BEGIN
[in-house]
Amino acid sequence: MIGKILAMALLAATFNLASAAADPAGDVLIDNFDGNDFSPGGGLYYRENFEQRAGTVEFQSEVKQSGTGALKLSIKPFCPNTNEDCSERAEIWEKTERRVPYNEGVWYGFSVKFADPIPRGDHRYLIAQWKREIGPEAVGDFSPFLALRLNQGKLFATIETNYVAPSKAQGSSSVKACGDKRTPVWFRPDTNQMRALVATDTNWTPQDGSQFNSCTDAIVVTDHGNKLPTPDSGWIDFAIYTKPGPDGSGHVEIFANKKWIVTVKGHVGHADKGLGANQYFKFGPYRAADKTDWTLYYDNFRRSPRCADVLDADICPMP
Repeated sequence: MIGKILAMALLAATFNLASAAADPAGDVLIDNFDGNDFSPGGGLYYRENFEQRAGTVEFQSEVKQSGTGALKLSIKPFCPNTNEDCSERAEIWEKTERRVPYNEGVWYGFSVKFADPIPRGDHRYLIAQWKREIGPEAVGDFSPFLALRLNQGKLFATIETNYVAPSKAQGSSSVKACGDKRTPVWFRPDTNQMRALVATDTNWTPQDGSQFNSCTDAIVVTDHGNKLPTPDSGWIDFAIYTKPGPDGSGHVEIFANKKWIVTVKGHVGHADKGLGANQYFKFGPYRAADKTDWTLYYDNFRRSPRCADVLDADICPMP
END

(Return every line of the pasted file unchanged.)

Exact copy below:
[in-house]
Amino acid sequence: MIGKILAMALLAATFNLASAAADPAGDVLIDNFDGNDFSPGGGLYYRENFEQRAGTVEFQSEVKQSGTGALKLSIKPFCPNTNEDCSERAEIWEKTERRVPYNEGVWYGFSVKFADPIPRGDHRYLIAQWKREIGPEAVGDFSPFLALRLNQGKLFATIETNYVAPSKAQGSSSVKACGDKRTPVWFRPDTNQMRALVATDTNWTPQDGSQFNSCTDAIVVTDHGNKLPTPDSGWIDFAIYTKPGPDGSGHVEIFANKKWIVTVKGHVGHADKGLGANQYFKFGPYRAADKTDWTLYYDNFRRSPRCADVLDADICPMP
Repeated sequence: MIGKILAMALLAATFNLASAAADPAGDVLIDNFDGNDFSPGGGLYYRENFEQRAGTVEFQSEVKQSGTGALKLSIKPFCPNTNEDCSERAEIWEKTERRVPYNEGVWYGFSVKFADPIPRGDHRYLIAQWKREIGPEAVGDFSPFLALRLNQGKLFATIETNYVAPSKAQGSSSVKACGDKRTPVWFRPDTNQMRALVATDTNWTPQDGSQFNSCTDAIVVTDHGNKLPTPDSGWIDFAIYTKPGPDGSGHVEIFANKKWIVTVKGHVGHADKGLGANQYFKFGPYRAADKTDWTLYYDNFRRSPRCADVLDADICPMP